Aloe. Aloe is a world-famous plant, a succulent that originates from Africa. Let’s try to be a little more precise: two types of extracts are obtained from aloe. One is rich in anthraquinones and anthraquinone glycosides. It is used as a symptomatic remedy for constipation and we do not use it in cosmetics. Therefore, we use aloe juice, which is rich in galactomannans. It is a humectant, but also stimulates skin regeneration and is very popular in various cosmetic formulations, from shower gels, gels to tonics and emulsion systems. Aloe is obtained from several species, so the INCI name depends on it. The most common are Aloe barbadensis leaf juice and Aloe ferox leaf juice. The succulent aloe leaves in the center contain a gel-like mass from which a thick, transparent juice is squeezed.
Fresh aloe juice is probably the best of all possible face tonics, and you wouldn’t believe it: you can make it yourself. Just be sure to use real aloe, with broad and juicy leaves. I have seen it often in the gardens of Dalmatia, where it is grown for aesthetic reasons, and people probably don’t even know that they have a real little green treasure for their skin in their garden.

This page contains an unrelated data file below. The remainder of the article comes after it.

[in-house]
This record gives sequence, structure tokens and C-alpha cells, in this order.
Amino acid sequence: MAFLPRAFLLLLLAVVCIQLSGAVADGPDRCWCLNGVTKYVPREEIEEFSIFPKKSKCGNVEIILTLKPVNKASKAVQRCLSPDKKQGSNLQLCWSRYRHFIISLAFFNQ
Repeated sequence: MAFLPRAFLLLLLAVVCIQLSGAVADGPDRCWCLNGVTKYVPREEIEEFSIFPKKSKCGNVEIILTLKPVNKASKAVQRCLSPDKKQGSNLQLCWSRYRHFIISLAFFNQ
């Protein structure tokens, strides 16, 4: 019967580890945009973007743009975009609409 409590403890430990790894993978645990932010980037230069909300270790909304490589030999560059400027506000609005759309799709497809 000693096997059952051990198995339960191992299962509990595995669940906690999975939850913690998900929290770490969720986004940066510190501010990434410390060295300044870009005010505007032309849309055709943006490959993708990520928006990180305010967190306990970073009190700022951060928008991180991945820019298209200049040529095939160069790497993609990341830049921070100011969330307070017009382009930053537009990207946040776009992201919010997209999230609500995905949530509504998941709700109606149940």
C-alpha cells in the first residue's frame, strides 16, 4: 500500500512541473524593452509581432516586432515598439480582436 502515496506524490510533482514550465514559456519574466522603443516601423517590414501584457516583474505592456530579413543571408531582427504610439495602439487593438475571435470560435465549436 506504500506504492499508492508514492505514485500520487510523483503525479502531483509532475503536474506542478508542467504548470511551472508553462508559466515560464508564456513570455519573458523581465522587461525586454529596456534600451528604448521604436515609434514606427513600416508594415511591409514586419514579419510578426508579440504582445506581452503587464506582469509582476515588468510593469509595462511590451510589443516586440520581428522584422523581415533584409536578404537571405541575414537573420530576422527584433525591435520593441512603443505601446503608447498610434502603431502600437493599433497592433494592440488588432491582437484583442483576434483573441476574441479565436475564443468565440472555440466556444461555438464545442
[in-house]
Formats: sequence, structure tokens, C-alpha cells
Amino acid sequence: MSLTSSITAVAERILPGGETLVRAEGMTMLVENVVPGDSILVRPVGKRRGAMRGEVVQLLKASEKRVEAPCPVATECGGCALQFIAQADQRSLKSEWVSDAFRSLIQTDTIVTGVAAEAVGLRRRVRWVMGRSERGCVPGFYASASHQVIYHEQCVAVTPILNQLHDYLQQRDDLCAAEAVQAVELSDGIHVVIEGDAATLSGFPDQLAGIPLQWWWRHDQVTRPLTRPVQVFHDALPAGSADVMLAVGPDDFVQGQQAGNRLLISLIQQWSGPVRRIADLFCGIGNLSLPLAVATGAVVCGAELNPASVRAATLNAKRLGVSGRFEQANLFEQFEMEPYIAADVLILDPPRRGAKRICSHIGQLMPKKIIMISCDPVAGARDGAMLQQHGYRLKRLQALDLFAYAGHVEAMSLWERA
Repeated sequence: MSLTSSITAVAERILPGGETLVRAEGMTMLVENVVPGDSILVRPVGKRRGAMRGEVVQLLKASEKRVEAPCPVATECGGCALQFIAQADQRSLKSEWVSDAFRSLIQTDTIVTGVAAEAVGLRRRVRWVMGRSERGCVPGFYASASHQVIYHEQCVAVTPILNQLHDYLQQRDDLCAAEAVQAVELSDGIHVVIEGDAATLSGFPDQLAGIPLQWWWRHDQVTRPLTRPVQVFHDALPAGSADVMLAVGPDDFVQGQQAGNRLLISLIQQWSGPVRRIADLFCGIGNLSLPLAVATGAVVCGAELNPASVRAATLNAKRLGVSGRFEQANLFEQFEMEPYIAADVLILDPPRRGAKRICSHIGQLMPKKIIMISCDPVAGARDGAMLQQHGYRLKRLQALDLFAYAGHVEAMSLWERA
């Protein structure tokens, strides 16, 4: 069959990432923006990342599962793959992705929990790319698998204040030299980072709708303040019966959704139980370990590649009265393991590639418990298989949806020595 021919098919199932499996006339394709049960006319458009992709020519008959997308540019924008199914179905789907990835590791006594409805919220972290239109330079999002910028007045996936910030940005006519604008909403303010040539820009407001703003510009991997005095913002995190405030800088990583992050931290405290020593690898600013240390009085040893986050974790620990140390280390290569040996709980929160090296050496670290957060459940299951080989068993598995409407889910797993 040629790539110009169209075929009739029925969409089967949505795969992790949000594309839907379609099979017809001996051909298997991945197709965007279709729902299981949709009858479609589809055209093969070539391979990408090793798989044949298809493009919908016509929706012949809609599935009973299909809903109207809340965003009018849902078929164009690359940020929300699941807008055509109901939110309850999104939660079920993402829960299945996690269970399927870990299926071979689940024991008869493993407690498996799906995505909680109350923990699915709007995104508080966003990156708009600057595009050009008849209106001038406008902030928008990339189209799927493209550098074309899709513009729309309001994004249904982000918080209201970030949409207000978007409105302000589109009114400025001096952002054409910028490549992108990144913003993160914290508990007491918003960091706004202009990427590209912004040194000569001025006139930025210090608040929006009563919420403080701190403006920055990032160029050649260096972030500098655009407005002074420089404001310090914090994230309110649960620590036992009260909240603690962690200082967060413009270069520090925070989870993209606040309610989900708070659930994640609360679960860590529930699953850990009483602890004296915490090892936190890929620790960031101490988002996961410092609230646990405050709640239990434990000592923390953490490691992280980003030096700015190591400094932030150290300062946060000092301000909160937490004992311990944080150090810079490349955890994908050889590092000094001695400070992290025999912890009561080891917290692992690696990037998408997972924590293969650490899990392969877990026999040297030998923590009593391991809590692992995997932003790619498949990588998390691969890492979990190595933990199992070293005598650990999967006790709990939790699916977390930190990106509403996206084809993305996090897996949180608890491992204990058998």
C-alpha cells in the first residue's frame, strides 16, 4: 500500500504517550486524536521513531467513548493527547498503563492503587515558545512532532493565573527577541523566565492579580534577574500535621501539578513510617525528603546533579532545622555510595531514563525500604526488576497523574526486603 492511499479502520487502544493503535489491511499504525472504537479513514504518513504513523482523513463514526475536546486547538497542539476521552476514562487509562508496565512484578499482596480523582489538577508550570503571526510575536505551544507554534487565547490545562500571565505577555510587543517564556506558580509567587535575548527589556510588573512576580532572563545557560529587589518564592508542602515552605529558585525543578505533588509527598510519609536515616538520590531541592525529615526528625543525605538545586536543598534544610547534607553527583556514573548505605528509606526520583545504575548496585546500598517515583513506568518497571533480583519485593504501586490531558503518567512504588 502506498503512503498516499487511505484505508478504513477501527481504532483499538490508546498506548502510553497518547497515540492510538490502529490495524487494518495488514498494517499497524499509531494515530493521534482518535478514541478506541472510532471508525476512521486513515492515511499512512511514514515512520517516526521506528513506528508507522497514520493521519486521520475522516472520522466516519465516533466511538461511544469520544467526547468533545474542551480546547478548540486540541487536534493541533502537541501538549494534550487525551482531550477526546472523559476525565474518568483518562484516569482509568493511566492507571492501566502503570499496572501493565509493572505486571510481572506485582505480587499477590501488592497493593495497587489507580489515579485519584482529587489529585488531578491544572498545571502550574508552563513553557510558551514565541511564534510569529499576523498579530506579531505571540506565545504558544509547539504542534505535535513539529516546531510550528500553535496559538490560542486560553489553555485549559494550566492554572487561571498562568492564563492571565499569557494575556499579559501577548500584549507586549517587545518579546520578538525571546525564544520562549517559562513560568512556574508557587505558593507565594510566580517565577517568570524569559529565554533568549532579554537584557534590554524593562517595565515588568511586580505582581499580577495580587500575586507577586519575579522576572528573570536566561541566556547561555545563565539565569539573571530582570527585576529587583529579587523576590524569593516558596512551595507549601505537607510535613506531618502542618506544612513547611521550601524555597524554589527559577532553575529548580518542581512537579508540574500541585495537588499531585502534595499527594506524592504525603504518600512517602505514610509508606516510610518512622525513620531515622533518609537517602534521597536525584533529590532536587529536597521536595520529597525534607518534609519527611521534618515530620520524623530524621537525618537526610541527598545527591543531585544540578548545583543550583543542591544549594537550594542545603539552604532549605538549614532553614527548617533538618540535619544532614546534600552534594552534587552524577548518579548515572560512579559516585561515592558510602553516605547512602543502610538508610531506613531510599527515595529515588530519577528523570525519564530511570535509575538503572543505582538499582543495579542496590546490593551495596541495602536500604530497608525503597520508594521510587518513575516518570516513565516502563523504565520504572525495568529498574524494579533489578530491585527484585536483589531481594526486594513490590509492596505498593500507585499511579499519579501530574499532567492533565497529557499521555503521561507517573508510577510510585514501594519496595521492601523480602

The procedure is very simple.
- Tear off one larger aloe leaf and wash it well
- Use a sharp scalpel to cut a square across the surface of the leaf
- Peel a thick protective cuticle (top leaf cover) with a knife
- Using a spoon, remove the fleshy and juicy, gel-like inside of the leaf
- Place on a strainer and squeeze with a spoon to squeeze out the slippery, gel-like juice
Juice prepared in this way is mostly no longer made in industry today. The cuticle must be removed to prevent the juice from containing too much anthraquinone. Today, in industrial production, the whole plant is usually ground, and then these compounds are separated by chemical processes. Therefore, the old, “homemade” way, really gives the highest quality product. Aloe juice is easily spoiled, so you can preserve it with grapefruit seed extract, Geogard 211 or Leucidal. Such juice is applied neat on the face, is added to tonics and shower gels and various emulsion systems.